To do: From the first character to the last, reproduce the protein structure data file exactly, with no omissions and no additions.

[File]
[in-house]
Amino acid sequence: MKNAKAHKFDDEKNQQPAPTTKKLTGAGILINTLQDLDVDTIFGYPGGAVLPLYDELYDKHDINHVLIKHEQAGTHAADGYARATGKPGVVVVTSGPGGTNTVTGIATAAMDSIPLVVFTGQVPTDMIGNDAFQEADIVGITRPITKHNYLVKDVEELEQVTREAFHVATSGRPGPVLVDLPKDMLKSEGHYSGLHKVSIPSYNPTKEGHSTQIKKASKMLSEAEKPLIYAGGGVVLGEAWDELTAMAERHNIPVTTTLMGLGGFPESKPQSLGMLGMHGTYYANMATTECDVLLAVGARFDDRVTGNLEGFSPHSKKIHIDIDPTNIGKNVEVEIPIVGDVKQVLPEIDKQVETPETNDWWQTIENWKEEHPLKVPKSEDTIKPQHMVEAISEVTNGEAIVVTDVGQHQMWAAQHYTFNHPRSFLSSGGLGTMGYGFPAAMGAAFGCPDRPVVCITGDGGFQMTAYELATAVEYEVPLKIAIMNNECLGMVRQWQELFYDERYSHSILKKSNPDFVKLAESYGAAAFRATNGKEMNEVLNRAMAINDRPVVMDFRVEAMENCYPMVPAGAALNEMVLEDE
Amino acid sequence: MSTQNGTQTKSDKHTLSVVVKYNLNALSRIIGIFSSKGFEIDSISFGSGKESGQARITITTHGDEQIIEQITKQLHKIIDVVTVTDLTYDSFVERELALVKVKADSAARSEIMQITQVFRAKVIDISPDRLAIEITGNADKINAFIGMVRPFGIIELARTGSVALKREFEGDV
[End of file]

[in-house]
Amino acid sequence: MKNAKAHKFDDEKNQQPAPTTKKLTGAGILINTLQDLDVDTIFGYPGGAVLPLYDELYDKHDINHVLIKHEQAGTHAADGYARATGKPGVVVVTSGPGGTNTVTGIATAAMDSIPLVVFTGQVPTDMIGNDAFQEADIVGITRPITKHNYLVKDVEELEQVTREAFHVATSGRPGPVLVDLPKDMLKSEGHYSGLHKVSIPSYNPTKEGHSTQIKKASKMLSEAEKPLIYAGGGVVLGEAWDELTAMAERHNIPVTTTLMGLGGFPESKPQSLGMLGMHGTYYANMATTECDVLLAVGARFDDRVTGNLEGFSPHSKKIHIDIDPTNIGKNVEVEIPIVGDVKQVLPEIDKQVETPETNDWWQTIENWKEEHPLKVPKSEDTIKPQHMVEAISEVTNGEAIVVTDVGQHQMWAAQHYTFNHPRSFLSSGGLGTMGYGFPAAMGAAFGCPDRPVVCITGDGGFQMTAYELATAVEYEVPLKIAIMNNECLGMVRQWQELFYDERYSHSILKKSNPDFVKLAESYGAAAFRATNGKEMNEVLNRAMAINDRPVVMDFRVEAMENCYPMVPAGAALNEMVLEDE
Amino acid sequence: MSTQNGTQTKSDKHTLSVVVKYNLNALSRIIGIFSSKGFEIDSISFGSGKESGQARITITTHGDEQIIEQITKQLHKIIDVVTVTDLTYDSFVERELALVKVKADSAARSEIMQITQVFRAKVIDISPDRLAIEITGNADKINAFIGMVRPFGIIELARTGSVALKREFEGDV